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Taliban forces kill women's advocate

Don’t expect to see this awful story out of Afghanistan to receive a lot of media attention (or action from this administration), as the Taliban fights to regain control, and roll back what precious few rights women have in the country through intimidation — and assassination.

Two gunmen on a motorbike killed the provincial director of Afghanistan’s Ministry of Women’s Affairs outside her home Monday in apparent retribution for her efforts to help educate women, officials said.

Safia Ahmed-jan was slain outside the front gate of her home in this southern Afghan city as she was walking to her office, said Tawfiq ul-Ulhakim Parant, senior adviser to the women’s ministry in Kabul.

…Ahmed-jan was known for being an active proponent of women’s rights in this former Taliban stronghold, a region where insurgents have turned increasingly violent the last several months.

Her secretary said one of Ahmed-jan’s most successful projects was running trade schools. “She was always trying her best to improve education for women,” Abdullah Khan said.

In Kandahar alone, Ahmed-jan had opened six schools where almost 1,000 women learned how to bake and sell their goods at market. She had also opened tailoring schools for women, and clothes made there found their way to Western markets, Khan said.


Meanwhile, in the political and military vat of quicksand called Iraq, confidence and success on the ground are clearly in short supply if this is what’s going down: Army mulls more Iraq combat units.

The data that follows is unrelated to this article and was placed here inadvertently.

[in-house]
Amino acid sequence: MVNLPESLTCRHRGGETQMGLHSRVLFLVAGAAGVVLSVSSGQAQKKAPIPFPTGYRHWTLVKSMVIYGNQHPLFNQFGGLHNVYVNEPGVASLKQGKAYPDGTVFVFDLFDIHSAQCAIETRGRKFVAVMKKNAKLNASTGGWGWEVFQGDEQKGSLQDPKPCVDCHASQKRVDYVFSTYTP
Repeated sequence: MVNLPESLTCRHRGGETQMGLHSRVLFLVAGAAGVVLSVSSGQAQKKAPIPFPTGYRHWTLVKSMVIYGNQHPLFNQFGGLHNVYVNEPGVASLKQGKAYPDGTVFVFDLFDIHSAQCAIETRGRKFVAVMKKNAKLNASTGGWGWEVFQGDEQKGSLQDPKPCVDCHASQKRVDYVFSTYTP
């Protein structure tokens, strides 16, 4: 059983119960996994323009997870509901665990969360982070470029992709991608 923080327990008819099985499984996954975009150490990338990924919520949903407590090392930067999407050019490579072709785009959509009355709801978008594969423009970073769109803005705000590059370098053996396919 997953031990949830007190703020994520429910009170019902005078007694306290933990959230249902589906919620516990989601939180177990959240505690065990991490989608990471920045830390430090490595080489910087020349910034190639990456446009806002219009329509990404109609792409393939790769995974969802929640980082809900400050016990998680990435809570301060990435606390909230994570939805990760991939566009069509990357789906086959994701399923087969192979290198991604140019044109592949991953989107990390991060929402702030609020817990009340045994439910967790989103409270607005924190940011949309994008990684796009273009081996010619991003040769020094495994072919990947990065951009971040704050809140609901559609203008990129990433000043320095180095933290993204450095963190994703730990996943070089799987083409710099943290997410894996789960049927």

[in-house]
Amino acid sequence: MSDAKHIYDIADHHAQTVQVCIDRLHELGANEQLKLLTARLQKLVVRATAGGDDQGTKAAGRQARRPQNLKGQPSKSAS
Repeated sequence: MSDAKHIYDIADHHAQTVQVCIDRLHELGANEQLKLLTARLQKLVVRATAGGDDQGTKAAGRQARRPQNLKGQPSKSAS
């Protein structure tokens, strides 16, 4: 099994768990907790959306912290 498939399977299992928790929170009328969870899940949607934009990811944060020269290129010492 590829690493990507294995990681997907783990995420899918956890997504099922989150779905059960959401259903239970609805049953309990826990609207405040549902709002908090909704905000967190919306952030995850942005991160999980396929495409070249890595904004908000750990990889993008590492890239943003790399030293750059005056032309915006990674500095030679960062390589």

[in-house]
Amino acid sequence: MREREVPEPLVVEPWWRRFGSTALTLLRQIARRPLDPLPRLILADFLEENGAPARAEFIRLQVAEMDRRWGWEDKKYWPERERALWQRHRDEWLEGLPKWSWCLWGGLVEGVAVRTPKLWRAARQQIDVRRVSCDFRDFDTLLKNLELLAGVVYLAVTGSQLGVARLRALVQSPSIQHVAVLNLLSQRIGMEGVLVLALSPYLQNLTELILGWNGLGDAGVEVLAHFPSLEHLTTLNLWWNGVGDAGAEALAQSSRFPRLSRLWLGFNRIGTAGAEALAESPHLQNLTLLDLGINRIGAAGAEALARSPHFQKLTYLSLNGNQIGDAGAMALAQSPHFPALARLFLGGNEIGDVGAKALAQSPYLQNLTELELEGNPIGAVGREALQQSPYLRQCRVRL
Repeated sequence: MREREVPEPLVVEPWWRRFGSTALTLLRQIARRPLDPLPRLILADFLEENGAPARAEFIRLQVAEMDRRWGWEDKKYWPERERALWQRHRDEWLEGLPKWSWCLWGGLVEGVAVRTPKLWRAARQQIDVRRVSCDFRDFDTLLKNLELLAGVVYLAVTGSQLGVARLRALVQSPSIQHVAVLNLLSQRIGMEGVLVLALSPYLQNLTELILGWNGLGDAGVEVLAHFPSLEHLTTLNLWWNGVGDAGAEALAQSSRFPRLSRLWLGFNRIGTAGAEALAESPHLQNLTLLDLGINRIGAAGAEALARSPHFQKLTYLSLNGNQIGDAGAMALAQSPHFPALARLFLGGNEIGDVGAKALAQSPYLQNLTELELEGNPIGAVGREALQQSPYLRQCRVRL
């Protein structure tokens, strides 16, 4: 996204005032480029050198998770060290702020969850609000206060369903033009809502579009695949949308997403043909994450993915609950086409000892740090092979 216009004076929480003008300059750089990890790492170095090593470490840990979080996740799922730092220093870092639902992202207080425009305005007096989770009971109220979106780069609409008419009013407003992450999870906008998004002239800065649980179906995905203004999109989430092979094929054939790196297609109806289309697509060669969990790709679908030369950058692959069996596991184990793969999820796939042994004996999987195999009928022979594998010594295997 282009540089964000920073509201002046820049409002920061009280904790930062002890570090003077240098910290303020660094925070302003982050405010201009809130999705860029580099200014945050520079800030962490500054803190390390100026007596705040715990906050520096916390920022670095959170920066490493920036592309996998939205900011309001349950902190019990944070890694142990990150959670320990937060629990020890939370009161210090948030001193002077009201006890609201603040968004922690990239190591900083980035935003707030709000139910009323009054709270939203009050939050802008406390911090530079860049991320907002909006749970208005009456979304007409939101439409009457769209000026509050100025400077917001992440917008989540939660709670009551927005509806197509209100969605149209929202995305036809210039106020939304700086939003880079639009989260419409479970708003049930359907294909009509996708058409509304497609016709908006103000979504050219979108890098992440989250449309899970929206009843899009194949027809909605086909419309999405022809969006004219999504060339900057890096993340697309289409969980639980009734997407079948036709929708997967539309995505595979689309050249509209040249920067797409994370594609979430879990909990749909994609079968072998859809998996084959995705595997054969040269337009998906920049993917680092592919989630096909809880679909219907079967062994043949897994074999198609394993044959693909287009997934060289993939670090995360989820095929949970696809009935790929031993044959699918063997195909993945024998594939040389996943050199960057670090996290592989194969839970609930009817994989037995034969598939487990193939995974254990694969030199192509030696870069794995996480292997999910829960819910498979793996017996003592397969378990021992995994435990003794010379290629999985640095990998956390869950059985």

The U.S. Army is considering whether to add more combat units to the rotation plan to meet a top commander’s decision to keep more than 140,000 troops in the country until at least mid-2007, The Washington Times reported on Monday.

The Army also is considering accelerating the deployments for some brigades in a move to try to stop sectarian violence among Sunnis and Shi’ites in Baghdad, the newspaper reported, citing Pentagon officials.

“It may accelerate the pace of deployments or it may mean looking at calling up additional units,” a Pentagon official who asked not to be named told the newspaper.

Army Gen. John Abizaid, head of U.S. Central Command oversees the war, said last week that the United States is unlikely to begin cutting its forces in Iraq before the middle of next year.

He said the United States might even increase the size of its force from the current 147,000.

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Pam Spaulding

Pam Spaulding